U.K.-based music platform Uppbeat has been developing a service that makes it easier for content creators to find quality free music to use in their videos published to platforms like YouTube, Twitch, TikTok and others. Now with more than 500,000 users on board, the startup is announcing the close of its £4.6 million GBP ($6.15 million USD) Series A funding round to help further grow its business.
Uppbeat was developed by Lewis Foster and Matt Russell, the U.K.-based co-founders of another music-licensing company, Music Vine. The founders realized there was an opportunity to put their expertise to work to address the growing need to offer a free music resource for the creator space. Today, over 100 million people share content across social platforms, but there weren’t that many great options for free, but high-quality, music the founders believed.
First launched in January 2021, Uppbeat helps to eliminate the headaches that come with copyright claims on music used within creator content. It does so by offering an alternative to expensive music licensing platforms as well as free music options like YouTube’s Audio Library or Creative Commons‘ music.
Leveraging a freemium model, Uppbeat allows creators to sign up for an account that provides access to around 50% of the site’s catalog and provides 10 downloads per month. The Premium subscription ($6.99/mo) provides full access and unlimited downloads (a three-year and lifetime subscription is also available).
In addition to music, Uppbeat now offers a sound effects and clips library that works well for “meme-style” content, via an expansion to the site in September 2021.
Because music tracks have to be fingerprinted to fight off unlicensed usage, a copyright claim will still occur when using Uppbeat music, but the system will look for the necessary credit then clear the claim automatically, in about five minutes. Free users simply add a credit to their YouTube video description to clear the copyright claims, while Premium users on YouTube can whitelist their channel to automatically protect against copyright claims.
The system isn’t limited to YouTube — the music and effects can work on nearly any platform used by streamers, podcasters, bloggers and other social media creators.
Uppbeat artists, meanwhile, keep total ownership of their music and are paid on a rev share basis.
The company says it’s now taking on more than 75,000 new users per month and traffic to its site is topping 1 million sessions per month. Retention is high and bounce rates are low, at less than 10%, the startup told TechCrunch. Average session times are over five minutes.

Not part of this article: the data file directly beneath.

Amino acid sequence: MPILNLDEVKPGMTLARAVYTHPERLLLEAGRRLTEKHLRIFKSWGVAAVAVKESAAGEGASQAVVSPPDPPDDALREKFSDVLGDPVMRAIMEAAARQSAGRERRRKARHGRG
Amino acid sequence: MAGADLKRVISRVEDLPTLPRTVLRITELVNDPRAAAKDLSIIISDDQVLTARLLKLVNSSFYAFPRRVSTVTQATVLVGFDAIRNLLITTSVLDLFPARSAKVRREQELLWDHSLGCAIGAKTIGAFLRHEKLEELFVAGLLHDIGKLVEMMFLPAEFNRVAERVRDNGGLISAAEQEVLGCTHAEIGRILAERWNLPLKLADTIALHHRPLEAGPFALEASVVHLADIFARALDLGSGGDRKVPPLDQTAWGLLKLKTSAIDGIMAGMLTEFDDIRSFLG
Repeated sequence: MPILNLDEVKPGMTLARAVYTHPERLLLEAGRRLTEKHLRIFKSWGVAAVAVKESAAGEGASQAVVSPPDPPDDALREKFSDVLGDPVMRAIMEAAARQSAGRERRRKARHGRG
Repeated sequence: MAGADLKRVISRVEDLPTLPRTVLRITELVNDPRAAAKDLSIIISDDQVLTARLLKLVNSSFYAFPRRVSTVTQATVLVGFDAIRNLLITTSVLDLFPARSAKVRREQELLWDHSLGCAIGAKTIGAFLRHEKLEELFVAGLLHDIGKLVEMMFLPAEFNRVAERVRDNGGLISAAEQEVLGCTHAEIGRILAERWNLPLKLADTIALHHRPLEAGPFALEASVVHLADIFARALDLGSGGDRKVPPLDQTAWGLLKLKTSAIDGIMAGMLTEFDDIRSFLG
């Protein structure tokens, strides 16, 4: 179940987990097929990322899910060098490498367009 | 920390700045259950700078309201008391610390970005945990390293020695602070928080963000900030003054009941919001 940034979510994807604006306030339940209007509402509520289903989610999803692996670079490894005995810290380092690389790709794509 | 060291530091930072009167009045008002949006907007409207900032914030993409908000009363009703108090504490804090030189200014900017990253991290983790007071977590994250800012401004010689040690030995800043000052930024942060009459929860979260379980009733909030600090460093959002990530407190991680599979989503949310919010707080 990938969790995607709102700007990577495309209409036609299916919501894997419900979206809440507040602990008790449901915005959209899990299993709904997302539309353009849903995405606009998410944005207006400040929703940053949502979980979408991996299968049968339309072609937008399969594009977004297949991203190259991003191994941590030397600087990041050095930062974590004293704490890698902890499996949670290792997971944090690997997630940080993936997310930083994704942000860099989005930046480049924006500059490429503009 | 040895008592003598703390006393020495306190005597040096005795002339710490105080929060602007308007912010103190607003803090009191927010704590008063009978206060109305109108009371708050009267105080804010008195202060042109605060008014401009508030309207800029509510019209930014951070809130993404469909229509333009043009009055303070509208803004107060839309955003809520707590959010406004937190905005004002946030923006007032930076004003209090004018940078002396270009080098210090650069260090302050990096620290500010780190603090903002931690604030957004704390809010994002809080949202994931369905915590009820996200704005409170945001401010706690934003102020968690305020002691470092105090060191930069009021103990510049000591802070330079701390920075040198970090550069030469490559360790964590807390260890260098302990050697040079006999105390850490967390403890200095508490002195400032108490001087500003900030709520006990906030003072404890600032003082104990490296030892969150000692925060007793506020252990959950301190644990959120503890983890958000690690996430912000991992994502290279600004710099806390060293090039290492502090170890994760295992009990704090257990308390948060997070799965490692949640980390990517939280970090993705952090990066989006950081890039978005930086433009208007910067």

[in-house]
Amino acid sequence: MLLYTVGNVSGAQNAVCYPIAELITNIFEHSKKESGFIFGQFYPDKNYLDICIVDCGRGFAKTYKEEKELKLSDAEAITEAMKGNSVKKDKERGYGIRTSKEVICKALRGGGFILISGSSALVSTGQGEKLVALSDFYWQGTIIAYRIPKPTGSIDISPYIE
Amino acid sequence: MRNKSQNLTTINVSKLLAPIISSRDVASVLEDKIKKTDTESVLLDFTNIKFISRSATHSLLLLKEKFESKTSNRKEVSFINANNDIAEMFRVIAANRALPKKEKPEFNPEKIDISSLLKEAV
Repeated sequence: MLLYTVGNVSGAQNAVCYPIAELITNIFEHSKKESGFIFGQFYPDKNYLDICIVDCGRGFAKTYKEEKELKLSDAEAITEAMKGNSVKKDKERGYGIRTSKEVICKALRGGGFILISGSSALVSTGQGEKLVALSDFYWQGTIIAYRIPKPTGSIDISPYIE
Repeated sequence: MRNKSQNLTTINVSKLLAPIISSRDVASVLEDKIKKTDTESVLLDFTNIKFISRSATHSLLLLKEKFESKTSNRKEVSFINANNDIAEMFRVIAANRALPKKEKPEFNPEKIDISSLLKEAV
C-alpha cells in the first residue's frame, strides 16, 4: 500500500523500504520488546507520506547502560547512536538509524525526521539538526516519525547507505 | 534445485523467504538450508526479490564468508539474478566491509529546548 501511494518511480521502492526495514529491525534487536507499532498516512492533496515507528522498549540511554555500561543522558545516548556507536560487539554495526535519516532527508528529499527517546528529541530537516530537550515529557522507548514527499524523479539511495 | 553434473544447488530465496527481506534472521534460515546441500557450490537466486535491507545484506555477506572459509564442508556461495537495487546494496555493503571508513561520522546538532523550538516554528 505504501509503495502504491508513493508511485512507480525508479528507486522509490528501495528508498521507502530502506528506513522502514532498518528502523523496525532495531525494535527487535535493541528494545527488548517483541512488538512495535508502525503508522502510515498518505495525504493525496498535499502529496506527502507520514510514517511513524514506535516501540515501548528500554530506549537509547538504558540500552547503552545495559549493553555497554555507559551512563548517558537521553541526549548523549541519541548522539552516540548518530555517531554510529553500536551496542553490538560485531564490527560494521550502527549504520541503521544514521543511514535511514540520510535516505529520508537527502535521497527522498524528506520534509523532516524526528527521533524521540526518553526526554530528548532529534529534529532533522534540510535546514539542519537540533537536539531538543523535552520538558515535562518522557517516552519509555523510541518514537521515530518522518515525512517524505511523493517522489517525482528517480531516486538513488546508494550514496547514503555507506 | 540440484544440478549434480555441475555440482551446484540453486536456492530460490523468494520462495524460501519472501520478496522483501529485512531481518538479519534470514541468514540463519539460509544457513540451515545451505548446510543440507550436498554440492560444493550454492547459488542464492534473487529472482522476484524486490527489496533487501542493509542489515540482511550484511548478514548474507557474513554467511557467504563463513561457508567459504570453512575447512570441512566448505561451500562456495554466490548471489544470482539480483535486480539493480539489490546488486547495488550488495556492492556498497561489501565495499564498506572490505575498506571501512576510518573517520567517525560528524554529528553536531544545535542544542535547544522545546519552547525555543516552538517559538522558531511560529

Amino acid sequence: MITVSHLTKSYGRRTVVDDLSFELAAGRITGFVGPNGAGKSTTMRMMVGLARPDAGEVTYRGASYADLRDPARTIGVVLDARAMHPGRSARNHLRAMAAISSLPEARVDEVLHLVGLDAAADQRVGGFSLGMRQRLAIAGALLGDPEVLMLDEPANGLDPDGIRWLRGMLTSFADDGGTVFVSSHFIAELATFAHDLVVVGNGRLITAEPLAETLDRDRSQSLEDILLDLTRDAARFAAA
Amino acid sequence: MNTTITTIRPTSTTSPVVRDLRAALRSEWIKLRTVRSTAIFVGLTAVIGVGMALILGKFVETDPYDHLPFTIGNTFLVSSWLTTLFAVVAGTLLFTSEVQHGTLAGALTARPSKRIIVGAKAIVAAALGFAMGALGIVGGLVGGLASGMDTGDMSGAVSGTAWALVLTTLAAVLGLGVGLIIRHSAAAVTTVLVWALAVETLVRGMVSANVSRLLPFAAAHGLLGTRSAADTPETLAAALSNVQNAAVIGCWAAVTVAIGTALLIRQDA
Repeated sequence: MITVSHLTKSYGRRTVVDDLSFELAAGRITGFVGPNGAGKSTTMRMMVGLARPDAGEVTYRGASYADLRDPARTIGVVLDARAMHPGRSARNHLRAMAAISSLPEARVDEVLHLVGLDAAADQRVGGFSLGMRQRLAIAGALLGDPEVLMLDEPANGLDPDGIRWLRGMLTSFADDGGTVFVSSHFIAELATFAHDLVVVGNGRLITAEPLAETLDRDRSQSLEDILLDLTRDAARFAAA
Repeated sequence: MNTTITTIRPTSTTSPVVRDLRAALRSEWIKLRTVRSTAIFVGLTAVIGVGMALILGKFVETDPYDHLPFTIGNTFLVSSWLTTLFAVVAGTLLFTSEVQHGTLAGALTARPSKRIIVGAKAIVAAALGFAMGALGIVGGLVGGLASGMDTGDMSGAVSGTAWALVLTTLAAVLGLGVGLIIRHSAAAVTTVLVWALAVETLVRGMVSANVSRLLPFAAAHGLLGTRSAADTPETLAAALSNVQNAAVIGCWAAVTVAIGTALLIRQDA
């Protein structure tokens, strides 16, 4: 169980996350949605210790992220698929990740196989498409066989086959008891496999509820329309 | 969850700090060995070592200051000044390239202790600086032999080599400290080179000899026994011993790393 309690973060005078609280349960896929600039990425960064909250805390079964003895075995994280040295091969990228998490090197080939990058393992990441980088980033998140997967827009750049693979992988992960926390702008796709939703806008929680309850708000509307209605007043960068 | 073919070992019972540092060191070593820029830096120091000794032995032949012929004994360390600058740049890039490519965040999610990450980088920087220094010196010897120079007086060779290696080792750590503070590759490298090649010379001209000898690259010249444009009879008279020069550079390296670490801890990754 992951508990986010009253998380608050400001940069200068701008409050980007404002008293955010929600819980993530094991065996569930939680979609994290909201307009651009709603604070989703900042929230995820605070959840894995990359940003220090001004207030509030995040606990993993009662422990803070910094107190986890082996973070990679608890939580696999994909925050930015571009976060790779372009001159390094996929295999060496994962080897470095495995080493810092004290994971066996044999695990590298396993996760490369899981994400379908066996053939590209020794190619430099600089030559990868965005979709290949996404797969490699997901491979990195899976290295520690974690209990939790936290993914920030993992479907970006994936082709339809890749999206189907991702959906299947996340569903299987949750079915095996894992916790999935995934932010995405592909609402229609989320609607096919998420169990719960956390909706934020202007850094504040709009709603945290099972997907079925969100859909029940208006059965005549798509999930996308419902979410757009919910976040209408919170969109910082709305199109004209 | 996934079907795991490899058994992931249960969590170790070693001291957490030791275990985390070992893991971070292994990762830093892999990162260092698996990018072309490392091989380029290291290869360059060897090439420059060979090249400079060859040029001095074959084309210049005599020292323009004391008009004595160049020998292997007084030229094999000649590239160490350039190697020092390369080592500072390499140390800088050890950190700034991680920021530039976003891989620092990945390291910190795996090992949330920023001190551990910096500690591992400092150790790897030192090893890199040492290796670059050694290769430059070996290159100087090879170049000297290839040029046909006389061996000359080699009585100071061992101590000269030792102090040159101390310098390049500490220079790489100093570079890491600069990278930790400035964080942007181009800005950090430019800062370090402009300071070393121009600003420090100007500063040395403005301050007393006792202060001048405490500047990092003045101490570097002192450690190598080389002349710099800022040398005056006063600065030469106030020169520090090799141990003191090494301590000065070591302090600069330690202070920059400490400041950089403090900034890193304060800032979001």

Uppbeat’s catalog has grown from a curated collection of 1,000 tracks at the time of its launch to over 3,000 tracks, and has since added 2,500 sound effects and clips. Meanwhile, the company reports its annual revenue run rate is $718,000, while Music Vine as a whole is at approximately $2.4 million.
The company said they were not able to name their Series A investor, a strategic backer and leader in the space who didn’t want to be disclosed.
With the additional investment, Uppbeat says it will work to better establish its brand presence on YouTube by releasing its music there and will engage in more direct partnerships with online communities. It will also use the cash to overhaul its backend and build a smarter user interface with personalization features.
It’s also planning to roll out new features for creators, including one that allows them to curate and share their own playlists — something that can give Uppbeat artists more exposure, as well, and could help creators earn money. The company has already worked with YouTubers to release hand-picked “Partner Playlists” to showcase the kind of music they typically use on their own channels.
The nine-person Uppbeat team will also expand and will relocate to new office space.
“Since Uppbeat went live, the response from the creator community has been truly incredible. Their positivity and feedback have pushed the platform to where it is today and it’s thanks to them that we’ve been able to secure this incredible investment as we enter an exciting new chapter for Uppbeat,” said co-founder and CEO Lewis Foster. “We believe this investment is not only a gamechanger that will help fund Uppbeat’s ambitious growth strategy, but also an exciting moment for the creator community and a huge milestone on our path to giving everyone the freedom to create,” he said.